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Subject: Where's the Hormones?
Oh..this is c.1950. They could have continued this regiment for 30 years and the end product would still look more like a ballerina then like a trailerpark babe with a potato chip addiction..as dressed chickens appear today.
Instead they learned how to use hormones and later how to relabel those hormones to "adhere" to FDA standards. The huge boggy vessels in todays chickens (especially the thighs and drums) are testimony to huge dosages of growth hormone and variant estrogens - which also make "today's chickens" so huge compared to the ones you see here.
It also has made people huge (3.3" taller on average to people just 40 years ago) and probably is also responsible for a breast and prostate cancer epidemic that parallels this trend.
Interesting movie. And I thought A&P was all about Ann Page products.
Subject: "Say, that makes me hungry!"
Lowell Thomas has a building named after him at a college in my hometown (Marist College- Poughkeepsie, NY). I don't think that narrating crap like this helped him earn that! This film has relatively high camp value however, and the 'Chicken of Tomorrow Queen' is a highlight from this film that I particularly enjoy...
Subject: Chicken of Tomorrow...
Vomit of tomorrow night.
This film does everything possible to make chicken appear completely unappetizing. Bleccch.
Unfortunately, it's also really slow going. And the terrible script is an insult to Lowell Thomas' talents (and it sounds like he knows it).
Worth watching for the "ugh" factor, but prepare for some long, boring stretches...
Subject: Definitely, not for everyone, but MAN! What a great movie!
Oh my god.
Too think I've seen it all on this site, I then have the pleasure of seeing 'The Chicken Of Tomorrow'. Trust me, this film will take you off your feed for a week. Narrated by Lowell Thomas. It starts out by him intoning "Did you know that poultry is the nation's third largest crop" in such a way that it's hard to figure out whether he's very bored or very excited. And THEN, the fun starts as we see chickens, dead and spread eagled on the production line in the hundreds. The whole film is about the farmer's never ending quest to find a better chicken, and we see a contest to see who can make a better chicken. From incubations (with cross section of eggs during that process ewww) to the birth, to growth, to shipping to the processing plant (the chickens being thrown into cages is really hard to watch) and finally to it's assembly.. better make that disassembly line as we see shots of chirpy (excuse the pun) females merrily ripping out chicken guts. (no really, why are they smiling?) Finally, the judging takes place, (the chicken pieces all look the same). Lowell THomas says "Dressed White Hocks representing Mrs H W Lindhart of Chillicoffy, Missouri had the best skin texture, the least dark meat, and the best covering of fat." Were they talking about Mrs. Lindhart's chickens? Or Mrs. Lindhart? Thankfully, this movie ends, as we all gag.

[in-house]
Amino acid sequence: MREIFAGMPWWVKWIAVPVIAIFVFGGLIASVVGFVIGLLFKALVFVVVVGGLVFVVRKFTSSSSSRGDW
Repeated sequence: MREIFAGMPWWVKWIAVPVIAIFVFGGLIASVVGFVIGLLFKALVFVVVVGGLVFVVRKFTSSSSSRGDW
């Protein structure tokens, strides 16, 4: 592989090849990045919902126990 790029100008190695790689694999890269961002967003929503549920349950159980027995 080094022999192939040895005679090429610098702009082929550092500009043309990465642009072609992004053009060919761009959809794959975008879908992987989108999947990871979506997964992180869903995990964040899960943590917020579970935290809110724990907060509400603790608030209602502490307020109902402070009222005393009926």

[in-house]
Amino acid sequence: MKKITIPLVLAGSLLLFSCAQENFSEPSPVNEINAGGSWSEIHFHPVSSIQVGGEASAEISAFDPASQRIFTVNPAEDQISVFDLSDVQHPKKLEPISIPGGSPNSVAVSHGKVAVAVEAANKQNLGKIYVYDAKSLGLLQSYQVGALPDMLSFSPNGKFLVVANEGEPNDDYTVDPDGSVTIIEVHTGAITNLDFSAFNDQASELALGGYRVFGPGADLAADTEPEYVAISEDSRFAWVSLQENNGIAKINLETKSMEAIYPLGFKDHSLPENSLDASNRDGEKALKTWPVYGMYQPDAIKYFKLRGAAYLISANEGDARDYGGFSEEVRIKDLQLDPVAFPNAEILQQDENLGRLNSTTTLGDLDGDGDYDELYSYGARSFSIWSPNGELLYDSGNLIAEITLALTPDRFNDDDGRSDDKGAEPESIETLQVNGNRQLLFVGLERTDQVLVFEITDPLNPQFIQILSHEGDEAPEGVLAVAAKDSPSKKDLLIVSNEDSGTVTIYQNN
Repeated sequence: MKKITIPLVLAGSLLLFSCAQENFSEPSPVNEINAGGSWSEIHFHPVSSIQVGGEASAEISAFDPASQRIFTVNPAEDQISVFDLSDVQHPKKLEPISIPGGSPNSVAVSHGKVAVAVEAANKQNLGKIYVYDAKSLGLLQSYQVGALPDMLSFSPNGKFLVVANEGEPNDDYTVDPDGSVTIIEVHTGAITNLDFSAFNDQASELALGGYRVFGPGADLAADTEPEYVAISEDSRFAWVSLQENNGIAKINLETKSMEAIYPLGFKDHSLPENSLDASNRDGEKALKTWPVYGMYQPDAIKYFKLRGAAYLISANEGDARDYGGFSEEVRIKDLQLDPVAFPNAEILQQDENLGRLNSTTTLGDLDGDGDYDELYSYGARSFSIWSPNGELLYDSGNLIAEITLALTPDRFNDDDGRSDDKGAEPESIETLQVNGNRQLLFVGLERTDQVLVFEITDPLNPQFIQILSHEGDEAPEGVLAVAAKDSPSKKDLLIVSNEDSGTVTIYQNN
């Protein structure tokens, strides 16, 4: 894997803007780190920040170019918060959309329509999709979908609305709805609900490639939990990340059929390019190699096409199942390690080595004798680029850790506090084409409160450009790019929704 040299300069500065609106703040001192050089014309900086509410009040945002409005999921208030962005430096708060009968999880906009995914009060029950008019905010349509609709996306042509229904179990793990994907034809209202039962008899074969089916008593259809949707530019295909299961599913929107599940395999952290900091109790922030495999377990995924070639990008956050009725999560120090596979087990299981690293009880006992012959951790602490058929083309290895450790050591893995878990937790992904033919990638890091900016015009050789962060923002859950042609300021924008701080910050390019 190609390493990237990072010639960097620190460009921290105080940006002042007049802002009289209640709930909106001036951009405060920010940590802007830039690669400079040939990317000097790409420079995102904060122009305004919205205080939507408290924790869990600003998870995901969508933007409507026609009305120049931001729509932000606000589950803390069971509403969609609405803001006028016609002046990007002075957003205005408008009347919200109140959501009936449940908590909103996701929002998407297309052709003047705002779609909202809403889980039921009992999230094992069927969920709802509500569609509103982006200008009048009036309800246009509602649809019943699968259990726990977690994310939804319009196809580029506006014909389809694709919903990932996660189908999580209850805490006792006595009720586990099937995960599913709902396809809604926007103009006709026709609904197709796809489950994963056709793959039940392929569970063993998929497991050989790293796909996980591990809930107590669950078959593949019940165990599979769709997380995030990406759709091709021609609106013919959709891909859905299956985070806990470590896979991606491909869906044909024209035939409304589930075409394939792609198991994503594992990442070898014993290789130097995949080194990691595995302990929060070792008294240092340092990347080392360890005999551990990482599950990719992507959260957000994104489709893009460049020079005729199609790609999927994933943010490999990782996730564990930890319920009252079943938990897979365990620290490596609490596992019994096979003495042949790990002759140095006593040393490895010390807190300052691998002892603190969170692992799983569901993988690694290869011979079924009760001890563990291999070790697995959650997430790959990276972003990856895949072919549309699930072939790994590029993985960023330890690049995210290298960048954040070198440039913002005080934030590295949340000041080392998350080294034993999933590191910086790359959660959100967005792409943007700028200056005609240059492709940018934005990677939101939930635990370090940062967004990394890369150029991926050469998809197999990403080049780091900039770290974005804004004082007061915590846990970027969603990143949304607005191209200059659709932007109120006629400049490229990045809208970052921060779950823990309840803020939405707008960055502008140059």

"Mmm. boy that makes me hungry!"
A MUST see on this site. But I'll probably won't see it again. :P
Christine Hennig -
Subject: Chicken of Tomorrow
Doesn't quite live up to its title (which is one of the greats), unfortunately. It's not so much about the chicken of tomorrow as it is about the poultry farmer of today ("today" being the 1950's) and how motor trucks powered with Texaco gasoline increase his profits.
Ratings: Camp/Humor Value: **. Weirdness: ***. Historical Interest: ****. Overall Rating: ***. Also available on Mystery Science Theatre 3000, Episode #702: The Brute Man.